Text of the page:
This finding is more than just interesting. Public health experts have been piling up evidence that circumcised men are at far lower risk of contracting HIV -- if they are free of sexually transmitted diseases (STDs) -- than uncircumcised men. One of these scientists has estimated that circumcision, as practiced in 15 African and Asian countries, has prevented some 8 million HIV infections. But these experts say the world's public health agencies have turned a deaf ear to their pleas for action.

Szabo and Short cite a controversial recent study from Uganda looking at couples in which the woman was HIV-positive but the man was HIV negative. During a two and a half year period, the 50 circumcised men did not become HIV-positive, but 40 of the 137 uncircumcised men did become HIV-positive.

Robert C. Bailey, PhD, MPH, professor of epidemiology and anthropology at the School of Public Health at the University of Illinois at Chicago, praises the Szabo and Short findings. "This is one of the pieces of evidence we have been missing to prove that circumcision can have a real biological effect," Bailey tells WebMD.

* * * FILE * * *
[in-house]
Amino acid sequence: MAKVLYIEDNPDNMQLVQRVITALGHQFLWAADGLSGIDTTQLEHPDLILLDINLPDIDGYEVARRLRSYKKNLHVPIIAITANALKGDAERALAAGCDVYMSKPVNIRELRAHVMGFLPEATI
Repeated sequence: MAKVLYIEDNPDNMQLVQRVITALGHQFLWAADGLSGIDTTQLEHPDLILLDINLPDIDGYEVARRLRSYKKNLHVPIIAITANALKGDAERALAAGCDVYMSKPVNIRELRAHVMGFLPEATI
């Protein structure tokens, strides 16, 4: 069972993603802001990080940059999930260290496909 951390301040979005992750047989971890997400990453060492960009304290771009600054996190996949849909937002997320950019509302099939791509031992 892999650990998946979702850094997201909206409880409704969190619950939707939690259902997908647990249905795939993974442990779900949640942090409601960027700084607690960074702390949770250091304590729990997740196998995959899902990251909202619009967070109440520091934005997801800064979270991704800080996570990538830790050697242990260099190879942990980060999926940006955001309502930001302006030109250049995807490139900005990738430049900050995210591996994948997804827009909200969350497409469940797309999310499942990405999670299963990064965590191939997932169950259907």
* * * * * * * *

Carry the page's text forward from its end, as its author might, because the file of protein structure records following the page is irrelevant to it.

Bailey and co-author Daniel T. Halperin of the University of California, San Francisco, recently wrote an article putting all the public health evidence together. They show that in comparable areas of the world with comparable sexual practices and comparable standards of living, cultures in which most men are circumcised have significantly fewer AIDS cases than areas where circumcision is uncommon.

"I believe that it is outrageous and in some situations unethical the way this data has been ignored," Bailey says. "Now at least 37 studies show a highly significant effect for circumcision in reducing AIDS incidence. So far the international public health agencies have ignored this. It is past time to do something about this. They ought to be starting to fund and support studies of the acceptability of male circumcision programs in areas of high HIV prevalence. They should be looking into feasibility, training, and resource needs. They also ought to start integrating information on both the risks and benefits of male circumcision into all public health programs."